Randall S Kroszner, professor of economics at the University of Chicago Booth School of Business, compared the responses of the Federal Reserve, the Bank of England and the European Central Bank to the financial crisis when he addressed a large audience in London last night. His talk drew a big crowd for good reason. Kroszner was a governor of the Federal Reserve from March 2006 to January 2009, saw the financial crisis hit and helped chairman Ben Bernanke develop the extraordinary measures to offset its consequences.
A spry figure with a sharp sense of humour, Kroszner recalls being confronted by a phalanx of wire-service reporters at his first public engagement at the Fed and resolutely informing them that, just two weeks into the job, he would have nothing to say about monetary policy.
Dutifully the reporters sent the headline around the world: New Fed governor says nothing.
The lessons Kroszner took away from his time at the Fed arent all so amusing. The first concerned the limits of its capacity.
Central banks are much less powerful than we thought, he says. They can put liquidity into a banking system, but when the banking system is broken that doesnt do much good.
Hence, he recalls, the Fed found it first necessary to invest in specific markets commercial paper, mortgages to expand the list of counterparties with which it dealt, the collateral it would expand funding against and the maturities over which it would provide it all to stave off the threat of deflation that gripped the Federal Reserve at this time. He points out that the Feds balance sheet expanded from $800 billion to $3 trillion in three years, taking the worlds leading central bank into uncharted territory from which the return path is hard to discern.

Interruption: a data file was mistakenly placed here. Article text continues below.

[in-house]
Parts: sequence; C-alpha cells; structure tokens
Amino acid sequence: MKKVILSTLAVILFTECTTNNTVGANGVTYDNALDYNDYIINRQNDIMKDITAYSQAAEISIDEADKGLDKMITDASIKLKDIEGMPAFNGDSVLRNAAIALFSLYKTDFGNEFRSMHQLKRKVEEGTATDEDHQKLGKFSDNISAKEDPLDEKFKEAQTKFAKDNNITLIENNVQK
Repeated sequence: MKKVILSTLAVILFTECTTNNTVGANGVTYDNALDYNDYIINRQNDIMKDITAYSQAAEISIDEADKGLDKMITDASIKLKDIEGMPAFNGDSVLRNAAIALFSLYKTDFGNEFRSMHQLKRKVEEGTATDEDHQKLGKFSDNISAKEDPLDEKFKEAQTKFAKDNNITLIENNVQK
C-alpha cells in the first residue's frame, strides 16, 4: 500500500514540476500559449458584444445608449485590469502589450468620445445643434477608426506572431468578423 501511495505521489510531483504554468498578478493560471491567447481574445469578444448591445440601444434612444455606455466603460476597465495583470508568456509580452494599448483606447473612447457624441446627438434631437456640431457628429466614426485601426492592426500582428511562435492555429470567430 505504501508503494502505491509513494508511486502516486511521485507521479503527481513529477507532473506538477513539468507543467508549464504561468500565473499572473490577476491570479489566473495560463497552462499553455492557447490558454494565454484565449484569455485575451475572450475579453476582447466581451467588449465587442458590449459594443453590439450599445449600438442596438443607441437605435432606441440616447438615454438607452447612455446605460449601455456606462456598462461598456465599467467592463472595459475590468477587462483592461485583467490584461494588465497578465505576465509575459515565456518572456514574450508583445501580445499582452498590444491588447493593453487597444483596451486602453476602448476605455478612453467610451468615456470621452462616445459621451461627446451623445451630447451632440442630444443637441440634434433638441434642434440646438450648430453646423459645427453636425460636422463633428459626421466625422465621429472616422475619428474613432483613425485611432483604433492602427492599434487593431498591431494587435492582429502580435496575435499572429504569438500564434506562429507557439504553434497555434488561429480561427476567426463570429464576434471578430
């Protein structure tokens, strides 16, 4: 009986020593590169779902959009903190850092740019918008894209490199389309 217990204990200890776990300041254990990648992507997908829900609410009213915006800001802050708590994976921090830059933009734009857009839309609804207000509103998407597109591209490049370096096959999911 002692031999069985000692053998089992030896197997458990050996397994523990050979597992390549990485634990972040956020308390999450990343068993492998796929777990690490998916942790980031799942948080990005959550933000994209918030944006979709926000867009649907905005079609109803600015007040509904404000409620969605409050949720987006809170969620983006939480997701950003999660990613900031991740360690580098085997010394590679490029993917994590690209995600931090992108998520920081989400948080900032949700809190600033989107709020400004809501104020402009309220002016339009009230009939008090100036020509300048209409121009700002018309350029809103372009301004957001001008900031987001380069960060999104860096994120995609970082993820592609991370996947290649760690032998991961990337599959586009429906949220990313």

He retains a central bankers caution. It looks for now as if the Fed has succeeded in preventing deflation. Kroszner reminds those in his audience celebrating strong recent figures for employment and economic activity in the US that we have seen false dawns before, in 2010 and early 2011.
Each time, encouraging signs in the job market were reversed, eventually leading to QE II in 2010 and Operation Twist last year.
While contrasts are often drawn between the US response to the crisis and that in Europe the US has not yet done much in the way of fiscal austerity Kroszner sees mainly comparisons with the Bank of England and the ECB.
Mario Draghi, since taking over from Jean-Claude Trichet as ECB president, has also expanded the ECBs balance sheet, widened the collateral it will fund against and extended maturities. Now, while many market economists predict take-up from the second LTRO next week at between 250 billion and 500 billion, Kroszner suggests it could be bigger.
I think the next tranche could be in the trillions, he says, with many European banks coming to fund a very large fraction of their balance sheets with these funds at 1%.
He points out: The ECB has shown itself to be the only fiscal agent for the eurozone capable of sharing profits and losses among member states.
He warns that he sees potential for enormous litigation around the ECBs insistence on not sharing private-sector bondholders losses on Greek sovereign bonds.
On regulation, he is particularly aggrieved that more has not been done to protect the world financial system against exposure to failure of systemically important financial institutions.
We have not addressed the fundamentals, which is that markets are vulnerable to failure of even small institutions like Bear Stearns bringing down others.
A capital surcharge for Sifis doesnt address this. We need to focus much more on strengthening market infrastructure in areas such as OTC derivatives and especially repo. Dodd-Frank doesnt even touch repo and yet its more important than any market Dodd-Frank did touch.